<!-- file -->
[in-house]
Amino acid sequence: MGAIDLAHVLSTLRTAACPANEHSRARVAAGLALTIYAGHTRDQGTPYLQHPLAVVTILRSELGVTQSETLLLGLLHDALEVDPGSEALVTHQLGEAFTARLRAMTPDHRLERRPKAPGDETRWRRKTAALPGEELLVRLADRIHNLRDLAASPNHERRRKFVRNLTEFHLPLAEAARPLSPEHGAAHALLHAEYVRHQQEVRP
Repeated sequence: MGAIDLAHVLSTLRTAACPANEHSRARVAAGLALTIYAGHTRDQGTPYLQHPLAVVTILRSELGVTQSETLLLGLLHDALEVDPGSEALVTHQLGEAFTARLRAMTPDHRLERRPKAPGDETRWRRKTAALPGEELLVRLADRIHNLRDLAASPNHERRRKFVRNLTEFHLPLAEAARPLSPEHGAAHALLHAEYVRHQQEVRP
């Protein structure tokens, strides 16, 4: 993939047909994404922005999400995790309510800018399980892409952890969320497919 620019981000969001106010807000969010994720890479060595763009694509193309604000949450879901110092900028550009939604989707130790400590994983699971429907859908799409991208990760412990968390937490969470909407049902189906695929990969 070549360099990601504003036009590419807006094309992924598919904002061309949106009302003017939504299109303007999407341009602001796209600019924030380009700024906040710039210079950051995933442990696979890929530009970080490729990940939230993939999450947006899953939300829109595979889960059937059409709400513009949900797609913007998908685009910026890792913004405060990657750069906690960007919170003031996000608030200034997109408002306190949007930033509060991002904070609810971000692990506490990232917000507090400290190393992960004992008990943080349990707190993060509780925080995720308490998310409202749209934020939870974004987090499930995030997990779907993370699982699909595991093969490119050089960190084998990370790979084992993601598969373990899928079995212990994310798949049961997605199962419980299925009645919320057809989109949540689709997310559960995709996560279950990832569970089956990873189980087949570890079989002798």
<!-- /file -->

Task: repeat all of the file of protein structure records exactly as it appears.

[in-house]
Amino acid sequence: MGAIDLAHVLSTLRTAACPANEHSRARVAAGLALTIYAGHTRDQGTPYLQHPLAVVTILRSELGVTQSETLLLGLLHDALEVDPGSEALVTHQLGEAFTARLRAMTPDHRLERRPKAPGDETRWRRKTAALPGEELLVRLADRIHNLRDLAASPNHERRRKFVRNLTEFHLPLAEAARPLSPEHGAAHALLHAEYVRHQQEVRP
Repeated sequence: MGAIDLAHVLSTLRTAACPANEHSRARVAAGLALTIYAGHTRDQGTPYLQHPLAVVTILRSELGVTQSETLLLGLLHDALEVDPGSEALVTHQLGEAFTARLRAMTPDHRLERRPKAPGDETRWRRKTAALPGEELLVRLADRIHNLRDLAASPNHERRRKFVRNLTEFHLPLAEAARPLSPEHGAAHALLHAEYVRHQQEVRP
């Protein structure tokens, strides 16, 4: 993939047909994404922005999400995790309510800018399980892409952890969320497919 620019981000969001106010807000969010994720890479060595763009694509193309604000949450879901110092900028550009939604989707130790400590994983699971429907859908799409991208990760412990968390937490969470909407049902189906695929990969 070549360099990601504003036009590419807006094309992924598919904002061309949106009302003017939504299109303007999407341009602001796209600019924030380009700024906040710039210079950051995933442990696979890929530009970080490729990940939230993939999450947006899953939300829109595979889960059937059409709400513009949900797609913007998908685009910026890792913004405060990657750069906690960007919170003031996000608030200034997109408002306190949007930033509060991002904070609810971000692990506490990232917000507090400290190393992960004992008990943080349990707190993060509780925080995720308490998310409202749209934020939870974004987090499930995030997990779907993370699982699909595991093969490119050089960190084998990370790979084992993601598969373990899928079995212990994310798949049961997605199962419980299925009645919320057809989109949540689709997310559960995709996560279950990832569970089956990873189980087949570890079989002798």